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Tourism in Tunisia - statistics & facts

Tunisia is among the most visited countries in Africa. Its landscapes, beaches, the Sahara Desert, and the ruins from the ancient Roman and Phoenician civilizations attract millions of tourists each year. However, the tourism industry in the country has been suffering in the last decade due to the 2011 Revolution, the 2015 terrorist attacks, and the recent coronavirus (COVID-19) outbreak. Specifically, the global health crisis caused the sharpest fall in the number of inbound tourists, which declined by around 100 percent in April 2020 compared to the previous year.

National security and coronavirus-affected inbound tourism

From 2010 onwards, the number of inbound tourists in Tunisia has fluctuated due to different factors. Before the COVID-19 pandemic caused a crisis for the tourism industry, Tunisia had been concerned with the escalation of violence and political instability during the 2011 Revolution. A few years later, in 2015, terrorist attacks targeted tourist attractions in the country, causing 22 deaths in a tourist resort in Sousse and 38 deaths in the Bardo National Museum in Tunis. Whether concerning national security or the pandemic, those periods were characterized by general instability, which resulted in a decline in the number of international tourist arrivals. Except for these periods, Tunisia has always been counting between seven and eight million annual visitors, mostly from Africa and Europe. After the COVID-19 pandemic is over, inbound tourism is forecast to recover gradually.

Main travel destinations and attractions

For many international tourists, going on vacation to Tunisia means enjoying a crystal clear sea and golden sand. The island of Jerba and the coastal areas of Zarzis and Gabes are among the country’s most popular destinations, accounting for the highest number of overnight stays by international tourists in 2019. Visitors also flock to historical sites of Tunisia to learn more about the country's past. The Archeological Site of Carthage, which includes the vestiges of the ancient Phoenician and Roman civilizations, is the most visited attraction in the country, together with the Amphitheatre of El Jem and the Bardo National Museum in Tunis.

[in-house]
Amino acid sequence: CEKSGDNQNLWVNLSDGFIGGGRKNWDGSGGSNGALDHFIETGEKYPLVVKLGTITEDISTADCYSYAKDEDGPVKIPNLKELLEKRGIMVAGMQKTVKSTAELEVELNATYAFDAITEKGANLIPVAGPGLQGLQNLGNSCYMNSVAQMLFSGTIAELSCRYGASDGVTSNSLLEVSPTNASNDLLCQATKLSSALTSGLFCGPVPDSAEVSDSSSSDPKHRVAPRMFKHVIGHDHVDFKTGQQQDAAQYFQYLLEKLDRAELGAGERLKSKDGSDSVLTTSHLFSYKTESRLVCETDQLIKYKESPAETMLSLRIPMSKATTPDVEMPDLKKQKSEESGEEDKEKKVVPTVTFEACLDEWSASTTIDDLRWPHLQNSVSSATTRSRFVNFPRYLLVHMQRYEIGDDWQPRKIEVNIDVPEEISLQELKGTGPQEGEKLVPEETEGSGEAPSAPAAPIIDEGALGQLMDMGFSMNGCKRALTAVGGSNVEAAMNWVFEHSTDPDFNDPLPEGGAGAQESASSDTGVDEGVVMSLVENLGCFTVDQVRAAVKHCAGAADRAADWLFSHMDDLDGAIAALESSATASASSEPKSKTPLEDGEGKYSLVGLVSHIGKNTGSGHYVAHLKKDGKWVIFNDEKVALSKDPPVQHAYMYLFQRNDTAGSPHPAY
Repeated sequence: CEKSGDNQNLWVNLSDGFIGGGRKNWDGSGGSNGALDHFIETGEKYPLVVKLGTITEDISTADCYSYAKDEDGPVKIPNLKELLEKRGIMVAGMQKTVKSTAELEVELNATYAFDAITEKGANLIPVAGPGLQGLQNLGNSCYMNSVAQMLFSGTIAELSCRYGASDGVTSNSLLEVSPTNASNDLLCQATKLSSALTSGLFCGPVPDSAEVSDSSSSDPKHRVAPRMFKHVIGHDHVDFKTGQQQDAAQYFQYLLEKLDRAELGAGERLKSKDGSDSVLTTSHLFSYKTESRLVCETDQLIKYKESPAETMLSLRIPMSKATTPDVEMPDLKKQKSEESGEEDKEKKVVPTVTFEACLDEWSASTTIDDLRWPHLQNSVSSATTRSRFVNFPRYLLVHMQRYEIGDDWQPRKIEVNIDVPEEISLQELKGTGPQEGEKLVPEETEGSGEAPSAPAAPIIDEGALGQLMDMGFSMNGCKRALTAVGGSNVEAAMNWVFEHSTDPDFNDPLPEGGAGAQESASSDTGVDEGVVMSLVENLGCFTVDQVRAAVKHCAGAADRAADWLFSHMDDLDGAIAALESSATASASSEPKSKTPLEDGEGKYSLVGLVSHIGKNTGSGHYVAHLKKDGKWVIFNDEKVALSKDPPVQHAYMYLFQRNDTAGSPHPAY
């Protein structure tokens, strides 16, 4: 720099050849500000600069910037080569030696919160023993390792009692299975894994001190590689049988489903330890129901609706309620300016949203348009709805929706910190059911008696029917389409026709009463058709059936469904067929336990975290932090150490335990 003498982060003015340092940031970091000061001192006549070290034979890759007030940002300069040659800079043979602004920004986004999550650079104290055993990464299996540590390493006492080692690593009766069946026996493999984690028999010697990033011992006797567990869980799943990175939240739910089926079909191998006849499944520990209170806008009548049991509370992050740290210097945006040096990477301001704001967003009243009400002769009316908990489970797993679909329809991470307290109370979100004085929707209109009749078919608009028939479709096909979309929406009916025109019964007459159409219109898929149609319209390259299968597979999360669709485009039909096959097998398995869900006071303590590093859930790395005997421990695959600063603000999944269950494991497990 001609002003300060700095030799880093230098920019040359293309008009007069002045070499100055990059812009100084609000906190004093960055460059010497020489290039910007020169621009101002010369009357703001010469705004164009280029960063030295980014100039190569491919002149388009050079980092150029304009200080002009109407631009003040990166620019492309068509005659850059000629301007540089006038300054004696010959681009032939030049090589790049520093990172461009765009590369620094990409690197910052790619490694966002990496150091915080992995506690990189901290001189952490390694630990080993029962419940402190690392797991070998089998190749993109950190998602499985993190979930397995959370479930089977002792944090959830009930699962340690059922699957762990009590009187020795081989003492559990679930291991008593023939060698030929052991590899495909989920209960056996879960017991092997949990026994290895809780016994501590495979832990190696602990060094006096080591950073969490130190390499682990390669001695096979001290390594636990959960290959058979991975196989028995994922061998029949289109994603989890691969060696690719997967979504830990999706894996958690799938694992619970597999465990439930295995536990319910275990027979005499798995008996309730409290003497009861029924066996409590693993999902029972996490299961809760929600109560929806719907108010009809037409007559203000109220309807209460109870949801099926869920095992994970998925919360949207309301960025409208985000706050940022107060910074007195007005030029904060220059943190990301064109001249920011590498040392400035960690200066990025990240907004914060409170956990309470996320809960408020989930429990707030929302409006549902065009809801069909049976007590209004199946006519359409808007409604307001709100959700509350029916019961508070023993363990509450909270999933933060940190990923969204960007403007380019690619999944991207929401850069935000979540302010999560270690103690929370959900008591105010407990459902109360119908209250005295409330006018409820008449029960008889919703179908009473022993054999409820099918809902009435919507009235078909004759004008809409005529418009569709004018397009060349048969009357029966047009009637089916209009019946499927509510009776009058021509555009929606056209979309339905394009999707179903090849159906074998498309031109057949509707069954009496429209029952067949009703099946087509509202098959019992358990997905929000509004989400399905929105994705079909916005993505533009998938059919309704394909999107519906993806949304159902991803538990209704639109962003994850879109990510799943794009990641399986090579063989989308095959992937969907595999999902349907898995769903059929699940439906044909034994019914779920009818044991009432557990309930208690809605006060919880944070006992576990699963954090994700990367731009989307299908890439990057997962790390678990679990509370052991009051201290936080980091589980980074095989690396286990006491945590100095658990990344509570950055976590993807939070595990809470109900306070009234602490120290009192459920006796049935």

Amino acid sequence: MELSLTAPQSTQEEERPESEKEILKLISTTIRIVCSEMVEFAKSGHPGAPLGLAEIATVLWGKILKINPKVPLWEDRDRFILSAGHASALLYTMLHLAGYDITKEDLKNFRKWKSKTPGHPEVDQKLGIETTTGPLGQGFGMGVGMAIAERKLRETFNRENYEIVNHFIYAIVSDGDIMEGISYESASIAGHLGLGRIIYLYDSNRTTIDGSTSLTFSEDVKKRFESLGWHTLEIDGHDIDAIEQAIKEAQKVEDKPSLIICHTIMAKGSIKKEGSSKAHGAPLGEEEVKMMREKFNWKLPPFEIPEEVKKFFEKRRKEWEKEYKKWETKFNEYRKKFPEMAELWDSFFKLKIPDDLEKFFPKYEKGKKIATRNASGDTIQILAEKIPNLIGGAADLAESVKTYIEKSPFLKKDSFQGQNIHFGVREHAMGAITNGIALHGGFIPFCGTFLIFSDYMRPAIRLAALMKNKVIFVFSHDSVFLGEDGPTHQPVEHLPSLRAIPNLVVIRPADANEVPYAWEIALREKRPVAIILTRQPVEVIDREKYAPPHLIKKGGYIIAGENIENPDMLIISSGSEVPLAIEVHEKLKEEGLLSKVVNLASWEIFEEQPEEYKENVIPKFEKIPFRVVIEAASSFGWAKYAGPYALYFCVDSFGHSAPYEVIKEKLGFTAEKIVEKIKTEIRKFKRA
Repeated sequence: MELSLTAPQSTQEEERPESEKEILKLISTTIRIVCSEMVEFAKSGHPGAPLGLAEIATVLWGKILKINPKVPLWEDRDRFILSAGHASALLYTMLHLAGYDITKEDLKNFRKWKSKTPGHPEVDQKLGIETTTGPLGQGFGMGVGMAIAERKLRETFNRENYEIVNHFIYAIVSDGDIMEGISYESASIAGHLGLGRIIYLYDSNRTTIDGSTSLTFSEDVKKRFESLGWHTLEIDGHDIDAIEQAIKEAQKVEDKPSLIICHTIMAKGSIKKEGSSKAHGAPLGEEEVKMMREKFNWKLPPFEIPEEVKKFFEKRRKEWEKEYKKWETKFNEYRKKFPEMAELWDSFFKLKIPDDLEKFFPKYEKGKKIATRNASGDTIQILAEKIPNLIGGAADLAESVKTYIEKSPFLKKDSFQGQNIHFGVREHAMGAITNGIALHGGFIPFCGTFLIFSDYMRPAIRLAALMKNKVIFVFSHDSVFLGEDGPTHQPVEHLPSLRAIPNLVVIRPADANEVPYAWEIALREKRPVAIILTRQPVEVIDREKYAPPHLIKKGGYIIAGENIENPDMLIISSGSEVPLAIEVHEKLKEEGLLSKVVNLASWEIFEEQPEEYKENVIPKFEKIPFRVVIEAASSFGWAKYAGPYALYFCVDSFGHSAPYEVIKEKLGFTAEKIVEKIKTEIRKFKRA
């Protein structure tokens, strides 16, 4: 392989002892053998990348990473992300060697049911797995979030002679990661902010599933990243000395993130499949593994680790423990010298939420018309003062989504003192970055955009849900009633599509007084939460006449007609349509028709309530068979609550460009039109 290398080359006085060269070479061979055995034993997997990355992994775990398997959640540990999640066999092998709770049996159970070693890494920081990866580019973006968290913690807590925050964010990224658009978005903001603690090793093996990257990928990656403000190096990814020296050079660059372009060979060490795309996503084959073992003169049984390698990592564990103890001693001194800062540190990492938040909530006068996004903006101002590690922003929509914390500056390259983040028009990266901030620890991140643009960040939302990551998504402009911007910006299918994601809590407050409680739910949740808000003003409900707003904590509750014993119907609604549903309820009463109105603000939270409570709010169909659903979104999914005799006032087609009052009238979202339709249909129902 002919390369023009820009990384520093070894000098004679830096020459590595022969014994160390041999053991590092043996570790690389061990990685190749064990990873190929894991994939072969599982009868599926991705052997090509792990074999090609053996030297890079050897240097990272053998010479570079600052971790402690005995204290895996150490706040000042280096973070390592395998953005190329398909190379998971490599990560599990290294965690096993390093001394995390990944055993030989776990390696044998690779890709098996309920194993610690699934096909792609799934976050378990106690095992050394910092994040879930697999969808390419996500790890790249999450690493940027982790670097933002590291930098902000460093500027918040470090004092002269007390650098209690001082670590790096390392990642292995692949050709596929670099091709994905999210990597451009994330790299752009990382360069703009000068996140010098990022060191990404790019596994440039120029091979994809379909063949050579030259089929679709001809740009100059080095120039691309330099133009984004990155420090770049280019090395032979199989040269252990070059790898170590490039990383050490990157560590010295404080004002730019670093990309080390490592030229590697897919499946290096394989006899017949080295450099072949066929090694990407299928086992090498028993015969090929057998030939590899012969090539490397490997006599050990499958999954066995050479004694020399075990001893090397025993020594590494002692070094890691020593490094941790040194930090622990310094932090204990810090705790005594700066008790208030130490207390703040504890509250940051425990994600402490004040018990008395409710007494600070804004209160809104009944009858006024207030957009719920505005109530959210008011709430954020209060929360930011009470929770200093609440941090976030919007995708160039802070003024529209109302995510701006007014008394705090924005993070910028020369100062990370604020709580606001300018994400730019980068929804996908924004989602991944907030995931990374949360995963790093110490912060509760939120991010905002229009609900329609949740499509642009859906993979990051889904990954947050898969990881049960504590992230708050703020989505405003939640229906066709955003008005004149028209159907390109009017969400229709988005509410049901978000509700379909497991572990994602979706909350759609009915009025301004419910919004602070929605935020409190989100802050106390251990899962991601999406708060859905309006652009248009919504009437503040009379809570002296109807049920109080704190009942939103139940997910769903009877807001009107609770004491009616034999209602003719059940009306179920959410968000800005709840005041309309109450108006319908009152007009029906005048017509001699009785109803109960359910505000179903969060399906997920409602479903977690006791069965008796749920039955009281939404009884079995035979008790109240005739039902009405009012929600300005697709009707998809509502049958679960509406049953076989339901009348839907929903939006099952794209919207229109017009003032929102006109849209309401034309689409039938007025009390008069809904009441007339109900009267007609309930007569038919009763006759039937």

Declining economic contribution

Tourism is one of the main industries in Tunisia and usually constitutes a profitable segment of the country's large service sector. In normal times, the tourism industry significantly contributes to the country's economy, as well as to the job market. For instance, tourist sites, attractions, transports, hotels, and accommodation facilities directly generated 94.4 thousand jobs in 2019. However, the aforementioned periods of crisis also impacted tourism revenues. Due to the pandemic, tourism's contribution to the gross domestic product (GDP) declined to six percent in 2020, compared to 12 percent in the previous year.

Key figures

The most important key figures provide you with a compact summary of the topic of "Tourism in Tunisia" and take you straight to the corresponding statistics.

Inbound tourism

Outbound tourism

Hotels and accommodation

Employment contribution